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Old Long County home tells timeless tale

Liberty lore

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POSTED: February 19, 2013 4:00 a.m.
Photo by Bruce DeLoach/

The former home of Hendley Foxworth Horne is one of the largest antebellum homes left in Long County.

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Hendley Foxworth Horne was a prominent man who made his home many years ago in the area around Jones Creek off Henry Walcott Road in Long County. I have seen his old home many times but never knew the story behind its builder.
It still is standing and beautiful and is one of the largest antebellum homes remaining in Long County. The home probably was built around 1855. It is owned by descendants, the Marcus Smith family. I found some good information about this man that was written in 1895 in a book by the Southern Historical Association that had many sketches of important people in the South at that time.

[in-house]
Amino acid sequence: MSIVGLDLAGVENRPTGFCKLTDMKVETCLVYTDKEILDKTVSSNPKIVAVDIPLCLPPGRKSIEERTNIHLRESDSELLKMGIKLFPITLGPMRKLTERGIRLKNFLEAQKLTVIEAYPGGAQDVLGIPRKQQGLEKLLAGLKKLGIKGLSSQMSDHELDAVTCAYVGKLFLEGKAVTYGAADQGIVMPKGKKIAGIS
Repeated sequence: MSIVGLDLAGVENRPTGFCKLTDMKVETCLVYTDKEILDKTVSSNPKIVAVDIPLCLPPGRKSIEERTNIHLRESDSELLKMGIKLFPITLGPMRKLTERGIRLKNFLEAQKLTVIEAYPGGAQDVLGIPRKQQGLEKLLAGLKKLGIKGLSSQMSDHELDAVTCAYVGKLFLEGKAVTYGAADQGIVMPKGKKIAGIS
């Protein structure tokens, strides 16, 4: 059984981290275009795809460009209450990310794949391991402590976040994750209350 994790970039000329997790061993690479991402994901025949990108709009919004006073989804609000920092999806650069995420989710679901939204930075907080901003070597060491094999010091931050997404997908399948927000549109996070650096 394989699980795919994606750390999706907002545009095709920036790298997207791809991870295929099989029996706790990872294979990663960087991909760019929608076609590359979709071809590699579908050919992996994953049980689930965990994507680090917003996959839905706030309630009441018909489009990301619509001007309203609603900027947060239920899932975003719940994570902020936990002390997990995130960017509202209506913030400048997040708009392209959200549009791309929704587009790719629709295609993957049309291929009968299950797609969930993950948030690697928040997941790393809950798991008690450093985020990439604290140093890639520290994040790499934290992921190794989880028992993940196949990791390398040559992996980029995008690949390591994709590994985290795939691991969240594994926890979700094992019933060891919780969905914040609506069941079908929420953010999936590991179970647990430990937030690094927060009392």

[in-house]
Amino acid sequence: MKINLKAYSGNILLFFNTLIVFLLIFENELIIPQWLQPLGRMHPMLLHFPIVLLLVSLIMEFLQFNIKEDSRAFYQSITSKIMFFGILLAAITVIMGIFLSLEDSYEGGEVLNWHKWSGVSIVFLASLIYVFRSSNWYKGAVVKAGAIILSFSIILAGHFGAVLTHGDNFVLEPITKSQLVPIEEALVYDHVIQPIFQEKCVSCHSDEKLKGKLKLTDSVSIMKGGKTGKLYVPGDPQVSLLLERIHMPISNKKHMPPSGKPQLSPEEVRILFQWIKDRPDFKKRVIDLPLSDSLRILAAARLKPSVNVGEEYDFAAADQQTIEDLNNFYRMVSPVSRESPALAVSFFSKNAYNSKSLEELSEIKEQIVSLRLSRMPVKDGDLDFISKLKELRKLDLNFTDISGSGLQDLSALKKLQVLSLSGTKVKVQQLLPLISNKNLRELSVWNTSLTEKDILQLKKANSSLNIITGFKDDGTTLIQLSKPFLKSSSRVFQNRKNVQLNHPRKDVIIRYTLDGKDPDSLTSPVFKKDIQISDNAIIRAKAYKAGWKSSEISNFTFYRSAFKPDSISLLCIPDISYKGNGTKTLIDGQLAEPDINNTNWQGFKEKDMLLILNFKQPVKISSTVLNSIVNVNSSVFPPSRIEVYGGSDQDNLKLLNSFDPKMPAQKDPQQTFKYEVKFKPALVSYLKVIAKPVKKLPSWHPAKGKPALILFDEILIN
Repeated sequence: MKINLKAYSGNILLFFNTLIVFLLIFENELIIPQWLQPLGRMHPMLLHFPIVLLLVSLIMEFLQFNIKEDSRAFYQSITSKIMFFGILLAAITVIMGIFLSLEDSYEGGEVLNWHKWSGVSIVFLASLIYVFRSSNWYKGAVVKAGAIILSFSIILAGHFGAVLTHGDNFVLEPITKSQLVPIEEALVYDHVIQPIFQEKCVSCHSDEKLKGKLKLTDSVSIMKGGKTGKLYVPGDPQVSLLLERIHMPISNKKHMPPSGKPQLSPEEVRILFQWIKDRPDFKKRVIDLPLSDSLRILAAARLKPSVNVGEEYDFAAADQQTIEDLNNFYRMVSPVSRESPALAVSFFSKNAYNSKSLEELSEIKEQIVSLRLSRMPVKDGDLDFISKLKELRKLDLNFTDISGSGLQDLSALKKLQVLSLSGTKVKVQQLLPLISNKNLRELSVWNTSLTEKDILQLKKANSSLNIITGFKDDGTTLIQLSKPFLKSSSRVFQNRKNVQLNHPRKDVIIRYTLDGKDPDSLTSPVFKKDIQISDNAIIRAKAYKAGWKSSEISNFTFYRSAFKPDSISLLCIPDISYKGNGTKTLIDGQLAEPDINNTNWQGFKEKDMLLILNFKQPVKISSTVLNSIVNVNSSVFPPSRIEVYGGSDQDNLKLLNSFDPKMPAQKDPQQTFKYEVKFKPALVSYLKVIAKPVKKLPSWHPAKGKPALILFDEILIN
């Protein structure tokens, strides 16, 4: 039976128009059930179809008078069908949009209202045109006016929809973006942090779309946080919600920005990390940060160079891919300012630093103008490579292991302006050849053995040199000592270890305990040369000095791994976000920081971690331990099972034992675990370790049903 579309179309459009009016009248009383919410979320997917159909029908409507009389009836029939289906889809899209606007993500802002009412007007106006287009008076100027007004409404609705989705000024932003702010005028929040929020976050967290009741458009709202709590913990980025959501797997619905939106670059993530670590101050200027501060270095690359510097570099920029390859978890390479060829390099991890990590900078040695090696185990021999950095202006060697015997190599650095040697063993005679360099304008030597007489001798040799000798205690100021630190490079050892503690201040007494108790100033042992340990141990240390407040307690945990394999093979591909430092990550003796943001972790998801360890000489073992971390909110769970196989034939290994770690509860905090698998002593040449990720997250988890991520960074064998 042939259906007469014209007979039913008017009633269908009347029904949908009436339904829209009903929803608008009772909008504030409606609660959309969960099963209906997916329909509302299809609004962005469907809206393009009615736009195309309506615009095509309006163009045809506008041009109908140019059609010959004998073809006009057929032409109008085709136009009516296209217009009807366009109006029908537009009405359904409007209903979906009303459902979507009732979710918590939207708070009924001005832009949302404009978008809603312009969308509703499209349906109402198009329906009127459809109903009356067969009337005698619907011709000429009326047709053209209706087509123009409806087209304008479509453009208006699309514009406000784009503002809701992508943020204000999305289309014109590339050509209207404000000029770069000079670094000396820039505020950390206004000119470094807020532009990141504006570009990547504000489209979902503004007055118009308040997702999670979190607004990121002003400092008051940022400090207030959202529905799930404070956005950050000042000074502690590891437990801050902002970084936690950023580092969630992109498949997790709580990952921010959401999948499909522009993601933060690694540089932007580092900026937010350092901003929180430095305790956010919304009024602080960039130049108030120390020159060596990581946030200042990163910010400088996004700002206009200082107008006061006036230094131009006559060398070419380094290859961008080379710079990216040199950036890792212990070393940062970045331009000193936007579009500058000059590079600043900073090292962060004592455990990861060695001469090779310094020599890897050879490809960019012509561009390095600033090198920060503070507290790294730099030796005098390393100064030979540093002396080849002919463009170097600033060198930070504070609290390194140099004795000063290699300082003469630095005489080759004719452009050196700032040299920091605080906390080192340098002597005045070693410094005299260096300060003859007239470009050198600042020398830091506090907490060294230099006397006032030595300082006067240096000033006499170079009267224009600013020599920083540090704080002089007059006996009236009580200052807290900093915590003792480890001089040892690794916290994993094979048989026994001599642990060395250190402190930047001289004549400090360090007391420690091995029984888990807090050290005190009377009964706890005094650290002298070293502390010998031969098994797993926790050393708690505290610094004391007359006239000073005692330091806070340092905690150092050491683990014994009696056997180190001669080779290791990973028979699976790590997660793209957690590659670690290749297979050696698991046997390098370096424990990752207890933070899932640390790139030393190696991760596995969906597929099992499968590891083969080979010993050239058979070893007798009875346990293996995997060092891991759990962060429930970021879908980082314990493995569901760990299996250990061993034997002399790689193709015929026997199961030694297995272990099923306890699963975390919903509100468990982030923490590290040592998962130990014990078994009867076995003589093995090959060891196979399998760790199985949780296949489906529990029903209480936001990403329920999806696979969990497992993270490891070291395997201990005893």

Other useful information I found was written by the great historian, Helen Cox, for the Ludowici News in 1964. I asked my son, Bruce, to snap a picture of the old homeplace. Brian Brown took many pictures of this house for his “Vanishing Georgia” series, and one lady who saw it was kin to Horne. The lady, Jennifer Pinson-Harvey, wrote in December 2012 that Horne was her great-great-grandfather. Her mother, who is 95, and many members of her family were born at this house. According to her, the Horne family was a gracious Southern family that valued education and loved God and family. She is proud and honored to have this heritage.
Thomas Horne came to South Carolina from Ireland and married Mary Foxworth. Their son, Richard Horne, was born Feb. 11, 1764. Both men served in the patriot army during the Revolutionary War. Thomas Horne lost his life in the service.